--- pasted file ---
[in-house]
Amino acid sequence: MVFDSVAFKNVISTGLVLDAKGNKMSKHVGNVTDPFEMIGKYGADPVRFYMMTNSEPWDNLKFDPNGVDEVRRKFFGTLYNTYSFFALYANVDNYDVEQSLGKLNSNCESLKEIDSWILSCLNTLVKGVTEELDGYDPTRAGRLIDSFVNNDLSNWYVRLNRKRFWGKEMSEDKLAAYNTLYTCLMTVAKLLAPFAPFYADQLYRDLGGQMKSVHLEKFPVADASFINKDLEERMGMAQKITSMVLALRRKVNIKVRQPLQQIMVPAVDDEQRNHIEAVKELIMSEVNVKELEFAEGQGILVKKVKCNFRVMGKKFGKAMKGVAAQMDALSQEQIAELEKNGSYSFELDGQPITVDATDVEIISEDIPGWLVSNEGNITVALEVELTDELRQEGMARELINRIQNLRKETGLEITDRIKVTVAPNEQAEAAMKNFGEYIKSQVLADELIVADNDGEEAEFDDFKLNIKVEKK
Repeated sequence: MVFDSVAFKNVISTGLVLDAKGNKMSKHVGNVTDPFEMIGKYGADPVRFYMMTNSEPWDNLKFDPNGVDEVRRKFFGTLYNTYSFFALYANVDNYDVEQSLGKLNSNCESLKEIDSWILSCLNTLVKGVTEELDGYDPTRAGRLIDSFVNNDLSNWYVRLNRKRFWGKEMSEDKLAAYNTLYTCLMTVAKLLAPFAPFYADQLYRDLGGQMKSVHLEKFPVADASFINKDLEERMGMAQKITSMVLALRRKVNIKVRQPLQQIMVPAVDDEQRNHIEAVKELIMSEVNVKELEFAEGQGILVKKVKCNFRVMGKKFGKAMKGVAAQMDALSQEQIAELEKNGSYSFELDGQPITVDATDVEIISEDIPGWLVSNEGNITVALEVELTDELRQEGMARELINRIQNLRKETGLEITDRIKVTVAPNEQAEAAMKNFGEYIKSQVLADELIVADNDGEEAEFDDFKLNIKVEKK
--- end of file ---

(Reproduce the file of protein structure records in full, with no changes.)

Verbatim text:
[in-house]
Amino acid sequence: MVFDSVAFKNVISTGLVLDAKGNKMSKHVGNVTDPFEMIGKYGADPVRFYMMTNSEPWDNLKFDPNGVDEVRRKFFGTLYNTYSFFALYANVDNYDVEQSLGKLNSNCESLKEIDSWILSCLNTLVKGVTEELDGYDPTRAGRLIDSFVNNDLSNWYVRLNRKRFWGKEMSEDKLAAYNTLYTCLMTVAKLLAPFAPFYADQLYRDLGGQMKSVHLEKFPVADASFINKDLEERMGMAQKITSMVLALRRKVNIKVRQPLQQIMVPAVDDEQRNHIEAVKELIMSEVNVKELEFAEGQGILVKKVKCNFRVMGKKFGKAMKGVAAQMDALSQEQIAELEKNGSYSFELDGQPITVDATDVEIISEDIPGWLVSNEGNITVALEVELTDELRQEGMARELINRIQNLRKETGLEITDRIKVTVAPNEQAEAAMKNFGEYIKSQVLADELIVADNDGEEAEFDDFKLNIKVEKK
Repeated sequence: MVFDSVAFKNVISTGLVLDAKGNKMSKHVGNVTDPFEMIGKYGADPVRFYMMTNSEPWDNLKFDPNGVDEVRRKFFGTLYNTYSFFALYANVDNYDVEQSLGKLNSNCESLKEIDSWILSCLNTLVKGVTEELDGYDPTRAGRLIDSFVNNDLSNWYVRLNRKRFWGKEMSEDKLAAYNTLYTCLMTVAKLLAPFAPFYADQLYRDLGGQMKSVHLEKFPVADASFINKDLEERMGMAQKITSMVLALRRKVNIKVRQPLQQIMVPAVDDEQRNHIEAVKELIMSEVNVKELEFAEGQGILVKKVKCNFRVMGKKFGKAMKGVAAQMDALSQEQIAELEKNGSYSFELDGQPITVDATDVEIISEDIPGWLVSNEGNITVALEVELTDELRQEGMARELINRIQNLRKETGLEITDRIKVTVAPNEQAEAAMKNFGEYIKSQVLADELIVADNDGEEAEFDDFKLNIKVEKK